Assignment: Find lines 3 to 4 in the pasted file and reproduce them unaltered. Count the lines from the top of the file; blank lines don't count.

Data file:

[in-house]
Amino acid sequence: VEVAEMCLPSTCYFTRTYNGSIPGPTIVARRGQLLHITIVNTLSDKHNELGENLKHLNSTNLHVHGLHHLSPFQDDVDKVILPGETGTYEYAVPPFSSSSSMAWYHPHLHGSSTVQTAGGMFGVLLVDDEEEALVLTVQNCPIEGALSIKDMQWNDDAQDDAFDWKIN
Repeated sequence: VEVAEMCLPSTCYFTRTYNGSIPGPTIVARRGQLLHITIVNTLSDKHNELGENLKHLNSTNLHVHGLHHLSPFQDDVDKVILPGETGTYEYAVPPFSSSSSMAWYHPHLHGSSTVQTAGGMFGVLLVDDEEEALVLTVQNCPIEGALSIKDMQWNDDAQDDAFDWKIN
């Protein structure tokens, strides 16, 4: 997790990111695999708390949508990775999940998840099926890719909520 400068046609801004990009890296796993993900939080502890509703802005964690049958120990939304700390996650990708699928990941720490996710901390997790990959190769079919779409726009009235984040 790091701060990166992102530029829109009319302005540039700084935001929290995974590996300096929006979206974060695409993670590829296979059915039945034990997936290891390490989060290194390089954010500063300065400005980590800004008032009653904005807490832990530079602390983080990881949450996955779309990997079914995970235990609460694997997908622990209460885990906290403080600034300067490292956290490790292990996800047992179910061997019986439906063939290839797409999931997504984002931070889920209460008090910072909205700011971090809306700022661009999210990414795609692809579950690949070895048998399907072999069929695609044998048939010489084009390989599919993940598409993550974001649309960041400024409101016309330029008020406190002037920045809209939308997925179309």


Repeated sequence: VEVAEMCLPSTCYFTRTYNGSIPGPTIVARRGQLLHITIVNTLSDKHNELGENLKHLNSTNLHVHGLHHLSPFQDDVDKVILPGETGTYEYAVPPFSSSSSMAWYHPHLHGSSTVQTAGGMFGVLLVDDEEEALVLTVQNCPIEGALSIKDMQWNDDAQDDAFDWKIN
């Protein structure tokens, strides 16, 4: 997790990111695999708390949508990775999940998840099926890719909520 400068046609801004990009890296796993993900939080502890509703802005964690049958120990939304700390996650990708699928990941720490996710901390997790990959190769079919779409726009009235984040 790091701060990166992102530029829109009319302005540039700084935001929290995974590996300096929006979206974060695409993670590829296979059915039945034990997936290891390490989060290194390089954010500063300065400005980590800004008032009653904005807490832990530079602390983080990881949450996955779309990997079914995970235990609460694997997908622990209460885990906290403080600034300067490292956290490790292990996800047992179910061997019986439906063939290839797409999931997504984002931070889920209460008090910072909205700011971090809306700022661009999210990414795609692809579950690949070895048998399907072999069929695609044998048939010489084009390989599919993940598409993550974001649309960041400024409101016309330029008020406190002037920045809209939308997925179309």